In recent years increasing attention has been paid to environmental effects that may result from marine dredging and disposal operations. In general, the fine-grained fraction of handled sediments can be dispersed far from the intervention site as a turbidity plume, depending on the specific site and operational parameters. Starting from a literature review, this paper suggests standards for estimating and characterizing the sediment source term, for setting up far-field modeling studies and analyzing numerical results, with the aim of optimizing, also from an economic point of view, the different project, execution and monitoring phases. The paper proposes an integrated modeling approach for simulating sediment dispersion due to sediment handling operations in different marine-coastal areas (off-shore, near-shore and semi-enclosed basins). Attention is paid to the characterization of sediment source terms due to different operational phases (removal, transport and disposal). The paper also deals with the definition of accuracy level of modeling activities, with regard to the main physical processes characterizing the different marine–coastal areas and to the type of environmental critical issues near the intervention site (if any). The main relationships between modeling and monitoring are given for the different design and management phases to support the selection of appropriate technical alternatives and monitoring actions and to ensure the environmental compliance of the proposed interventions. Full article
(This article belongs to the Special Issue Marine Sediments: Processes, Transport and Environmental Aspects)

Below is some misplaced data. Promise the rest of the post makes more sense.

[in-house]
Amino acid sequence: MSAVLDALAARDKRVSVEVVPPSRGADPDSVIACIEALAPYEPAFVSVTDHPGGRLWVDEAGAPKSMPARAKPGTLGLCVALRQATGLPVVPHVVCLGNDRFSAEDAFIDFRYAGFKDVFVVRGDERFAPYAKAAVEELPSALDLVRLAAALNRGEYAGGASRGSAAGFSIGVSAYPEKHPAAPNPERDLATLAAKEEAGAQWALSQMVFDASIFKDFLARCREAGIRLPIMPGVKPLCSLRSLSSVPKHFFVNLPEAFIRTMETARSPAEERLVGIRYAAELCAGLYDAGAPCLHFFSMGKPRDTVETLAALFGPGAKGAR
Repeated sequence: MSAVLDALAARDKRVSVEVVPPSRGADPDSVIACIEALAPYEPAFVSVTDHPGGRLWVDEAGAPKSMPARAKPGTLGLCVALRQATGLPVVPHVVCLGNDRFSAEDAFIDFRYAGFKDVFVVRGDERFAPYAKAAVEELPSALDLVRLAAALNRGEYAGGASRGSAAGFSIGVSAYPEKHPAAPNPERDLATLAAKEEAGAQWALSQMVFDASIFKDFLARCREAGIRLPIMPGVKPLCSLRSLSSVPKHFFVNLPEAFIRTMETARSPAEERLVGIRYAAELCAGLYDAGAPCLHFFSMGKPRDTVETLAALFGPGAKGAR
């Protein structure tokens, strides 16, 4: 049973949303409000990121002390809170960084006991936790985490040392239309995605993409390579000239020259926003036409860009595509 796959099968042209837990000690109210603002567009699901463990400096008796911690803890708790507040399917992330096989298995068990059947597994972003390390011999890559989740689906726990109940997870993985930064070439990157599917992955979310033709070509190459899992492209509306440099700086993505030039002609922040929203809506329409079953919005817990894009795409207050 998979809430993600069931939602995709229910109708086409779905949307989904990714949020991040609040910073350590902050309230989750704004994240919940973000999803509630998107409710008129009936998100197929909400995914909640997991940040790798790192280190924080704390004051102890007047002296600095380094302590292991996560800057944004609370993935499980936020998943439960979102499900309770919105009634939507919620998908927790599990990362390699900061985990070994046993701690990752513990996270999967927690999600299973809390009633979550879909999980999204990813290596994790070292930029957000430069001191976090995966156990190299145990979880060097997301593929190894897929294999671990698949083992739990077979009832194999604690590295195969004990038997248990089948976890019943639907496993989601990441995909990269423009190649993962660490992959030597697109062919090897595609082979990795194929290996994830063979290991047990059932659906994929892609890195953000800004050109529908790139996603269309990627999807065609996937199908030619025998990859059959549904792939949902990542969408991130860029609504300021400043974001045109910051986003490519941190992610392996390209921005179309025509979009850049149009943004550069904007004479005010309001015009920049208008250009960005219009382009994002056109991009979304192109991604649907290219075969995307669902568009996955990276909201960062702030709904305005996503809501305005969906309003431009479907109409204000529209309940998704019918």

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Open AccessArticle
Influence of Underwater Bar Location on Cross-Shore Sediment Transport in the Coastal Zone
J. Mar. Sci. Eng. 2019, 7(3), 55; https://doi.org/10.3390/jmse7030055 - 26 Feb 2019
Cited by 1
Abstract
The effect of the underwater bar position on a sandy beach profile was studied on a timescale of one storm, using the XBeach numerical model. The largest shoreline regress occurred in the first hour of storm. For the chosen wave regime an underwater [...] Read more.
The effect of the underwater bar position on a sandy beach profile was studied on a timescale of one storm, using the XBeach numerical model. The largest shoreline regress occurred in the first hour of storm. For the chosen wave regime an underwater profile close to the theoretical Dean’s equilibrium profile is formed after 6 h. The position of the underwater bar affects the shoreline retreat rate. The lowest shore retreat occurs when the bar crest is located at a distance equal to 0.70–0.82 of the deep-water wavelength, corresponding to the period of the wave spectrum peak. The maximal shoreline retreat occurs when the bar is located at a distance that is close to a half wavelength. The shoreline recession depends on the heights of low-frequency waves. The smaller the mean wave period and the higher low-frequency waves’ height near the coast, the smaller the retreat of the shoreline. The distance of seaward sediment transfer is directly proportional to the significant wave height near shore. Full article
(This article belongs to the Special Issue Marine Sediments: Processes, Transport and Environmental Aspects)